Project Description: While much is known about how quarks and gluons make up a proton, the analogous structure of the neutron is not as well understood. This is especially true for quarks that carry a large fraction "x" of the neutron's momentum.  A global analysis of quark momentum distributions is being carried out at Jefferson Lab, in collaboration with theorists and experimentalists nationwide, aimed at accurately describing the structure of the neutron and proton in the large-x region.  This project will involve computation of several new physical effects, which have not been included in previous analyses that are important for reliably extracting quark structure information from electron scattering and other reactions at large x.
    REU Student Participation: Assist with the derivation of theoretical formulas for observables in parity-violating electron scattering and related experiments. Run computer programs to calculate scattering amplitudes and cross sections numerically. It is expected that this project will result in a publication in a refereed journal. Enthusiasm for theoretical physics is essential. Some knowledge of quantum mechanics and/or nuclear and particle physics is advantageous. Familiarity with programming languages (e.g. FORTRAN, C++, Mathematica) is desirable but not essential.

  13. Project title: BigBite Detector
  14. Dr. Douglas Higinbotham (
    Project Description: The electron detector package for the Hall A BigBite spectrometer requires refurbishment and reconstruction in order to be ready for the upcoming nuclear physics experiments using a tritium and polarized 3He targets.   The student on this project will learn in detail how particles are detected and learn to use equipment such as a digital oscilloscope and high speed data-acquisition.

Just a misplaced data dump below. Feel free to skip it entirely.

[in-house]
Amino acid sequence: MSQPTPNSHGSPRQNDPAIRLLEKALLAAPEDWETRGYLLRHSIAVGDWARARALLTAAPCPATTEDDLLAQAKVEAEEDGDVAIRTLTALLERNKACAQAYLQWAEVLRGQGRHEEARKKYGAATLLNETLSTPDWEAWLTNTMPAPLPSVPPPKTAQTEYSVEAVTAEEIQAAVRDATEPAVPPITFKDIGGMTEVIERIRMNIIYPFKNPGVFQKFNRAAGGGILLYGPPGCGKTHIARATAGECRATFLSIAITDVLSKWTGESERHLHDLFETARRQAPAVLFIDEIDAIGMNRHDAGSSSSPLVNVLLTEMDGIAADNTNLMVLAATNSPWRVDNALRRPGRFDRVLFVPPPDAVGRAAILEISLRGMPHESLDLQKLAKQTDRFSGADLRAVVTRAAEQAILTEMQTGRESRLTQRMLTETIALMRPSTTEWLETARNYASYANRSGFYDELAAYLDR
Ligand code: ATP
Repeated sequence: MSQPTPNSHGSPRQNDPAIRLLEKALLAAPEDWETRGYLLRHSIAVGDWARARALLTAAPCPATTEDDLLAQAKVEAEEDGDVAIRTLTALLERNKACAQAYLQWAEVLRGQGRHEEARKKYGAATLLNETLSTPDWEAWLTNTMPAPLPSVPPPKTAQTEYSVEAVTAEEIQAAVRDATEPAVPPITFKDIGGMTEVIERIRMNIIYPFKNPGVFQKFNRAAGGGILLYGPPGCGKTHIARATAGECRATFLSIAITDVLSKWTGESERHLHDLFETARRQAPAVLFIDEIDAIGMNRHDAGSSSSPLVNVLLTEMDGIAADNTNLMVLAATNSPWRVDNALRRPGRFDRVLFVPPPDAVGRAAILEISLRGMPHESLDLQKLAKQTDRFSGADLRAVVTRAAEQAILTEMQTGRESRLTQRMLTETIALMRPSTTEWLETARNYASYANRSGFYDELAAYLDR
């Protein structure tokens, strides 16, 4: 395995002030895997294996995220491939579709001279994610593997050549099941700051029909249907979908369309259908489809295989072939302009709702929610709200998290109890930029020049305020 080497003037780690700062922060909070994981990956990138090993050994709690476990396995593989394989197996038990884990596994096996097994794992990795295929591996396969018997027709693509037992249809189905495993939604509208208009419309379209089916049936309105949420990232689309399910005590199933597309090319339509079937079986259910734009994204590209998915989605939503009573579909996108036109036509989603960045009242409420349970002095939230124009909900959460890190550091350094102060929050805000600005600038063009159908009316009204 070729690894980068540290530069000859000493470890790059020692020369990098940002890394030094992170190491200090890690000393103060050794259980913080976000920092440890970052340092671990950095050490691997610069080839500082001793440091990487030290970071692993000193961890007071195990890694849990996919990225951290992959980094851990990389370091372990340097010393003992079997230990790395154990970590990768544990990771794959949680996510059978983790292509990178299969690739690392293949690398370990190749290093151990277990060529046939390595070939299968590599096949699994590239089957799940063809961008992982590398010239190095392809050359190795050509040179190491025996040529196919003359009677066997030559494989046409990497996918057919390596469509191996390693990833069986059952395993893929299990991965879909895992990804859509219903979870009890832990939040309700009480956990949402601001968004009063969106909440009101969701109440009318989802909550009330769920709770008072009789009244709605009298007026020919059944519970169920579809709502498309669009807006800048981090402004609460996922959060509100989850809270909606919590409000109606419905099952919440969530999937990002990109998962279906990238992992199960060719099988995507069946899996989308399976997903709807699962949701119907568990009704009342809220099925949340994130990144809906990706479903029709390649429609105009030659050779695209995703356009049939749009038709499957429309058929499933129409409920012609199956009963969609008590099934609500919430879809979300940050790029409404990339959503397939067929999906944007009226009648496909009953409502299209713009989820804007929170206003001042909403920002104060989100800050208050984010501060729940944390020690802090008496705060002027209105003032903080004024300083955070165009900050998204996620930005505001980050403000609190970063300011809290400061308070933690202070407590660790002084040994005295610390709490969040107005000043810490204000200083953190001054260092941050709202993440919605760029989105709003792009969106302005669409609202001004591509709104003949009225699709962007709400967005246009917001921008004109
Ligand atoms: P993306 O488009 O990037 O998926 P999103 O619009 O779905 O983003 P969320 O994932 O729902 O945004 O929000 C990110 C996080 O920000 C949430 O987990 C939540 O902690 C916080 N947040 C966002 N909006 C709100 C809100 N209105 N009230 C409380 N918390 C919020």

REU Student Participation: Requires hands on work on the detector components and electronics. Familiarity with UNIX and C++ is desirable.

  15. Project Title: Detector commissioning for the Hall C 12 GeV Program
  16. Dr. Brad Sawatzky (
    Project Description: Hall C will be combining a full set of new particle detectors into an integrated detector stack for the new Super High-Momentum Spectrometer (SHMS). Wire chambers, scintillator bar assemblies, calorimeters, gas Cherenkov devices will require interested and dedicated students support scientists, tech staff and grad students to get them up and working.
    REU Student Participation: Interested students will participate in the full range of what's needed to help bring a cutting edge experimental apparatus on line. This includes detector assembly, establishing basic function using an oscilloscope, setting up simple cosmic ray triggers, readout (DAQ), and data analysis. Prior programming experience in in C++ is an asset.

  17. Analysis for Hall C Polarimeters
  18. Dr. David Gaskell (
    Project Description: Two devices are used in experimental Hall C to measure the polarization of the electron beam; a Møller polarimeter, which uses electron-electron scattering, and a Compton polarimeter, which uses electron-photon scattering. Both devices require analysis software to decode the relevant detector signals, convert them to useful quantities (rates, energies and asymmetries) and extract the electron beam polarization. While this analysis software exists for both systems, it needs to be updated to be consistent with modern standards and be more easily maintained.
    REU Student Participation: The student will become familiar with the basic operation of the Hall C Møller and Compton polarimeters. The student will translate the existing Møller polarimeter analysis software from FORTRAN to C++. This will entail some work re-writing decoding software as well as higher-level analysis routines. The student will also modify the Hall C Compton analyzer, already written in C++ but integrated into a larger analysis framework, to be a “standalone” analysis package, no longer dependent on unrelated software. For this project, familiarity with programming in C++ is highly desired. Familiarity with Root and FORTRAN would be helpful, but not totally necessary.